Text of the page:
Taking a leaf from HDB flats for Pocket Gardens & Intergenerational​ Nursing Homes

I recently visited a friend living at Dawson and was really surprised at the gardens located on the upper floors of the housing development board (HDB) flat. There was a sky garden right up the top, but there were gardens found in between the floors as well. There isn’t a void deck in the traditional sense like the older flats would have, instead there are familiar seating areas found in these pocket gardens for the residents which are just like a void deck but with a beautiful view of Singapore filled with a range of greenery that stimulate the senses.

There’s safety and security features found in the garden as well, from lighting, to security cameras, handrails, and high vertical railings. For most parts the garden I visited was sheltered from the weather. There were even play area for kids.

I’ve got a few images of the gardens to share with everyone.

Security Cameras, Handrails & Railing 

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The image below on the left is from a separate HDB block. I added this image in because this was actually a bridge from the HDB flats to the garden. Residents have personalise the bottom of the handrails with little plants of their own on this bridge. The path is open to rain and other environmental conditions, however, the design intrigued me as the gardens are separate from the residents providing me thoughts on how we can link intergenerational services in one facility.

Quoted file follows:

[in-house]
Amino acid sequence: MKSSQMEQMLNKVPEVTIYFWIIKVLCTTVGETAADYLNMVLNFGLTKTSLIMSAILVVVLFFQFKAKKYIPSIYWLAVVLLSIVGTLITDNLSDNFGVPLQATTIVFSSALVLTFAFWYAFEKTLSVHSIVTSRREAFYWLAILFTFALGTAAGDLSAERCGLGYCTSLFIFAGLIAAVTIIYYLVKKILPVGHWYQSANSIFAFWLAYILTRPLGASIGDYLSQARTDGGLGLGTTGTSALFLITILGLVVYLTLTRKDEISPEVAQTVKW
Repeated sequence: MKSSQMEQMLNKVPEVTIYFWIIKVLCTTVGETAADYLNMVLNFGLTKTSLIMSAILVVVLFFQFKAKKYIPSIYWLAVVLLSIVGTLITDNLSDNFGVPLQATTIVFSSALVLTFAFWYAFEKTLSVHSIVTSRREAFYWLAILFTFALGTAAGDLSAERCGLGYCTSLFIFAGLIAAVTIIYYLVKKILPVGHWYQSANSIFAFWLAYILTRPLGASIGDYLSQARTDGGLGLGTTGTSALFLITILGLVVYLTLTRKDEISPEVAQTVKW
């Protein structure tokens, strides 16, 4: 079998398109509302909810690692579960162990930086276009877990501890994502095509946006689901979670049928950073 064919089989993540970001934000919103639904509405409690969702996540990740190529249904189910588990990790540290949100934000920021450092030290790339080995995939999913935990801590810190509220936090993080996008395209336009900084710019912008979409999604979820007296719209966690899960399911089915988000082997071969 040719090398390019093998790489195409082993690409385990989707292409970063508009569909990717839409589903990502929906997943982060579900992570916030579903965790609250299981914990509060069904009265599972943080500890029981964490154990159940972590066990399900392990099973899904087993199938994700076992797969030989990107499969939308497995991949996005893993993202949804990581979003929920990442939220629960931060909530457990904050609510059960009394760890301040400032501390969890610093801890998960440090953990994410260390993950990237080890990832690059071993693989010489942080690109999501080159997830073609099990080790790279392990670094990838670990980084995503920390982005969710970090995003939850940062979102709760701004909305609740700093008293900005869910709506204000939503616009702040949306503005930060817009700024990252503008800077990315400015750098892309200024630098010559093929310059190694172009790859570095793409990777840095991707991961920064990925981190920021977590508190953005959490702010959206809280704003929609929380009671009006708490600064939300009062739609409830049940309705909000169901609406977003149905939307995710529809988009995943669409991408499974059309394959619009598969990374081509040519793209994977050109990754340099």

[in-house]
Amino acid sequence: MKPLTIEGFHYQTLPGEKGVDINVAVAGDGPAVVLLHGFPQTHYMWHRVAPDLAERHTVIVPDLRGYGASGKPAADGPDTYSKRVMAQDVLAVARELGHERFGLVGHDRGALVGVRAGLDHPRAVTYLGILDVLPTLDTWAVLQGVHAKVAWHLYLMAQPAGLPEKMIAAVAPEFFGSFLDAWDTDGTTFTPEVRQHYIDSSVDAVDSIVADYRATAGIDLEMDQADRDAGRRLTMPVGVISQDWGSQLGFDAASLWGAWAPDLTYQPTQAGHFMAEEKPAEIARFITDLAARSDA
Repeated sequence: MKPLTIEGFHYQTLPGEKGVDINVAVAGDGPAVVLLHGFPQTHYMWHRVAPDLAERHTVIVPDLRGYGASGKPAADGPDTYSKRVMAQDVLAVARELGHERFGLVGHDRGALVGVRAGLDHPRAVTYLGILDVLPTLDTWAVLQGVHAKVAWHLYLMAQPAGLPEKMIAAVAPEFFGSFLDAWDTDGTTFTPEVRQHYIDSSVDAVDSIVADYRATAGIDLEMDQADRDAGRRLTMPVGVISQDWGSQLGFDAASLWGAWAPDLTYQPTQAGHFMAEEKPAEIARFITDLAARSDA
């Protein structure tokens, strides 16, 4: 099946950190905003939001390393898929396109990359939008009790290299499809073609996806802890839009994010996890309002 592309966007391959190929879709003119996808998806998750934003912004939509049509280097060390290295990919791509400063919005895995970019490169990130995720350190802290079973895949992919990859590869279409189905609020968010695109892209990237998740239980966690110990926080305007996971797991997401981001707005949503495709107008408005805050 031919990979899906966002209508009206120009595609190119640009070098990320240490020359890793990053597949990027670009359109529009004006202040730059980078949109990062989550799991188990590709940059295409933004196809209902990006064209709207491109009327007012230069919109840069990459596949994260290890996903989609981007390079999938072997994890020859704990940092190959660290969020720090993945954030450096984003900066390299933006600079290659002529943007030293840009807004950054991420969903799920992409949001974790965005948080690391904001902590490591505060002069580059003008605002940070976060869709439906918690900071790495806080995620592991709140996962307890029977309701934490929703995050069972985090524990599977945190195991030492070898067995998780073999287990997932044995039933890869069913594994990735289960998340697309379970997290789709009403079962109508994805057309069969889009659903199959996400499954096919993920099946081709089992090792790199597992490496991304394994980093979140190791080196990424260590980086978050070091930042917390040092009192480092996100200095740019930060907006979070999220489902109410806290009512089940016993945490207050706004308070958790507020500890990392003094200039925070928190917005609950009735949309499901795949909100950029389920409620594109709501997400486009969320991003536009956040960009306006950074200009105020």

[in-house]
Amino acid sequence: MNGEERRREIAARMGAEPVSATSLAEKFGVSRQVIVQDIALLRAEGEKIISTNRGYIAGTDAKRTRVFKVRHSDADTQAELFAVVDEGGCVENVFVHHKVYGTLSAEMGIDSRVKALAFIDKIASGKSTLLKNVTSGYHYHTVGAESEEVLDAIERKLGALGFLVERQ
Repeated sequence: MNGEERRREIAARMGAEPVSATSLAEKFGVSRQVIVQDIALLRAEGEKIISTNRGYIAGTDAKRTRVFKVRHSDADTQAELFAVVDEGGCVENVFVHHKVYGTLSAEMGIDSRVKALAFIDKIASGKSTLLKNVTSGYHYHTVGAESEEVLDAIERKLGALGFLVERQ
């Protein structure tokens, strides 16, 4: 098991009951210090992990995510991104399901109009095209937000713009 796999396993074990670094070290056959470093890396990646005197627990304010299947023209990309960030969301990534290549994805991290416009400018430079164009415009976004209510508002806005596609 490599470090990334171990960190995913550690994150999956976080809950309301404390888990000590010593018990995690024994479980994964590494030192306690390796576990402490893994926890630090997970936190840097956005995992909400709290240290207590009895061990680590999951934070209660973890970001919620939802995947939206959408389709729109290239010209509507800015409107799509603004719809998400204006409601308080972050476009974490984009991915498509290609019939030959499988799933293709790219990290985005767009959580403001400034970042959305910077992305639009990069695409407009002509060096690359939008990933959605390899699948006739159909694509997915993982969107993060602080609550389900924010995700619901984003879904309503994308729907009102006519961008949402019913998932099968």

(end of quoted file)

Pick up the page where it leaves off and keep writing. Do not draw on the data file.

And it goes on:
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The railing are really high too, approximately 1.3m in height, but enough that doesn’t have a caged in feel. I understand a lot of clinical staff would be concern about safety in nursing homes especially in the gardens. You can see behind me that an array plants have been strategically placed in front of the railing of fence. Below is the front view of the same railing behind me with the plants in the frnt. You can see that the beautiful lush greenery of the plants distract and divert attention away from the railing that appears to be muted, disappearing into the background.

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There is a number of wheelchair friendly access to the garden as seen below and handrails of different heights. The handrails were not smooth and provided some grip.

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Positive Stimulation (lighting, ceiling, temperature, sound)

The area is flushed with natural light and ventilation.Hanging lights and discreet lighting are placed strategically around the garden and sitting area. High ceiling seen in the garden according to Vartanian et al (2015) are seen to be

  • asthetically more beautiful then areas of low ceiling or closed rooms
  •  activate structures in the brain such as visuospatial exploration and visual motion processing information on objects and space
  • Non-enclosed space deactivates the cingulate region and it’s association with the amygdala

We all know that the Amygdala hijacks our rational thoughts and sends us all into a fight or flights behaviour. For designers working on environmental design for people with dementia, this may be something that we may wish to consider in the design of healing or therapeutic gardens and spaces to reduce the activation and evolutionary response to fear and anxiety brough about by the amygdala.